Bone them, turn the inside out, and lard it. Season with a little salt and allspice in fine powder; then turn them again, and tie the neck and rump with thread. Put them into boiling water; when they have boiled a minute or two to make them plump, take them out and dry them well. Then put them boiling hot into the pickle, which must be made of equal quantities of white wine and white-wine vinegar, with white pepper and allspice, sliced ginger and nutmeg, and two or three bay leaves. When it boils up, put in the pigeons. If they are small, a quarter of an hour will do them; if large, twenty minutes. Then take them out, wipe them, and let them cool. When the pickle is cold, take the fat from it, and put them in again. Keep them in a stone jar, tied down with a bladder to keep out the air. Instead of larding, put into some a stuffing made of yolks of eggs boiled hard, and marrow in equal quantities, with sweet herbs, pepper, salt, and mace.


The hams and shoulders being cut off, take for pickling the quantities proportioned to the middlings of a pretty large hog. Mix and pound fine, four ounces of salt petre, a pound of coarse sugar, an ounce of salprunel, and a little common salt. Sprinkle the pork with salt, drain it twenty four hours, and then rub it with the above mixture. Pack the pieces tight in a small deep tub, filling up the spaces with common salt. Place large pebbles on the pork, to prevent it from swimming in the pickle which the salt will produce. If kept from the air it will continue very fine for two years.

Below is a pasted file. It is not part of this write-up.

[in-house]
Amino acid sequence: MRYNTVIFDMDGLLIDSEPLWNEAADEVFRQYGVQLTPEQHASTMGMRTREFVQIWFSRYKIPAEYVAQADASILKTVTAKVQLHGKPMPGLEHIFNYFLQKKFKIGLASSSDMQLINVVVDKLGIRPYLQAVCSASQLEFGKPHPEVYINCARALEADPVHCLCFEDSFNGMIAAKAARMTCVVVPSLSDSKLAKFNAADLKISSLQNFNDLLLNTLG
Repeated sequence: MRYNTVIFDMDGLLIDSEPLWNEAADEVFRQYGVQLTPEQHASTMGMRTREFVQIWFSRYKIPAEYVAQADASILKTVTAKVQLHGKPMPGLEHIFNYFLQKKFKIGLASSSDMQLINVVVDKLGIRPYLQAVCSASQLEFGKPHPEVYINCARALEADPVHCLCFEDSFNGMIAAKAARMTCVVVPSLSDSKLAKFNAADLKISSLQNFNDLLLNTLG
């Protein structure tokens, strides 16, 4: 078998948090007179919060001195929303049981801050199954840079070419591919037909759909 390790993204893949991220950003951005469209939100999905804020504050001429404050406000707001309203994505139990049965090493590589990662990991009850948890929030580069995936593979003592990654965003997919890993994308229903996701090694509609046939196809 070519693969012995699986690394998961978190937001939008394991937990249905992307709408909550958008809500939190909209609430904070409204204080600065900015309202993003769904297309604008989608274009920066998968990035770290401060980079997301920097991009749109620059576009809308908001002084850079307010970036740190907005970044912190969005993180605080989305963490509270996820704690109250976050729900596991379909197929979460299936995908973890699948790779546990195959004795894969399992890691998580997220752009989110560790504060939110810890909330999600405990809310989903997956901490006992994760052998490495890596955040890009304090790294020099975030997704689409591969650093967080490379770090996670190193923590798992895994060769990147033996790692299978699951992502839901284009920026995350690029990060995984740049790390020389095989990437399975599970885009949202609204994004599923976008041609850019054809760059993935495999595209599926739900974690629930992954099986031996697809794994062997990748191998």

Take two pecks of damask rose buds, pick off the green part, and strew in the bottom of a jar a handful of large bay salt. Put in half the roses, and strew a little more bay salt upon them. Strip from the stalk a handful of knotted marjoram, a handful of lemon thyme, and as much common thyme. Take six pennyworth of benjamin, as much of storax, six orris roots, and a little suet; beat and bruise them all together, and mix them with the stripped herbs. Add twenty cloves, a grated nutmeg, the peel of two Seville oranges pared thin, and of one lemon shred fine. Mix them with the herbs and spices, strew all on the roses, and stir them once in two days till the jar is full. More sweets need not be added, but only roses, orange flowers, or single pinks.